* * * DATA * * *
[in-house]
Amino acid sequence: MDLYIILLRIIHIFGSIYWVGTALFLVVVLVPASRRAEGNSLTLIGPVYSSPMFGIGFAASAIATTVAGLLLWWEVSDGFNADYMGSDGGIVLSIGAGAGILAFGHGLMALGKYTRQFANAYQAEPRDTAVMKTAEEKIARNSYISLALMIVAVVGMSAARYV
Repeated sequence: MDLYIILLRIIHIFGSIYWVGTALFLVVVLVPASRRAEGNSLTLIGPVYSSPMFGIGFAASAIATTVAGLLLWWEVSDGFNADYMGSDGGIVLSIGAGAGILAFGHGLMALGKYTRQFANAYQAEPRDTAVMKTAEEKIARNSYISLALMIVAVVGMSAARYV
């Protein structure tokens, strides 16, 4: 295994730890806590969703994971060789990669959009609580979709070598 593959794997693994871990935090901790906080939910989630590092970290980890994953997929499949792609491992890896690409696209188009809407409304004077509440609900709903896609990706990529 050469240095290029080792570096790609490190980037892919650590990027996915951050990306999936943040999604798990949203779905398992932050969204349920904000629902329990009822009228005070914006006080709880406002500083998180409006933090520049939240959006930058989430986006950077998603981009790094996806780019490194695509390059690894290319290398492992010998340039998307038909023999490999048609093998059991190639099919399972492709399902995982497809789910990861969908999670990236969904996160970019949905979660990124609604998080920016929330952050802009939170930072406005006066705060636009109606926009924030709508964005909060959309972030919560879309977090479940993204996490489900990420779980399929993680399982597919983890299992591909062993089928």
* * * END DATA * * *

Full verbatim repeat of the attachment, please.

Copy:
[in-house]
Amino acid sequence: MDLYIILLRIIHIFGSIYWVGTALFLVVVLVPASRRAEGNSLTLIGPVYSSPMFGIGFAASAIATTVAGLLLWWEVSDGFNADYMGSDGGIVLSIGAGAGILAFGHGLMALGKYTRQFANAYQAEPRDTAVMKTAEEKIARNSYISLALMIVAVVGMSAARYV
Repeated sequence: MDLYIILLRIIHIFGSIYWVGTALFLVVVLVPASRRAEGNSLTLIGPVYSSPMFGIGFAASAIATTVAGLLLWWEVSDGFNADYMGSDGGIVLSIGAGAGILAFGHGLMALGKYTRQFANAYQAEPRDTAVMKTAEEKIARNSYISLALMIVAVVGMSAARYV
């Protein structure tokens, strides 16, 4: 295994730890806590969703994971060789990669959009609580979709070598 593959794997693994871990935090901790906080939910989630590092970290980890994953997929499949792609491992890896690409696209188009809407409304004077509440609900709903896609990706990529 050469240095290029080792570096790609490190980037892919650590990027996915951050990306999936943040999604798990949203779905398992932050969204349920904000629902329990009822009228005070914006006080709880406002500083998180409006933090520049939240959006930058989430986006950077998603981009790094996806780019490194695509390059690894290319290398492992010998340039998307038909023999490999048609093998059991190639099919399972492709399902995982497809789910990861969908999670990236969904996160970019949905979660990124609604998080920016929330952050802009939170930072406005006066705060636009109606926009924030709508964005909060959309972030919560879309977090479940993204996490489900990420779980399929993680399982597919983890299992591909062993089928």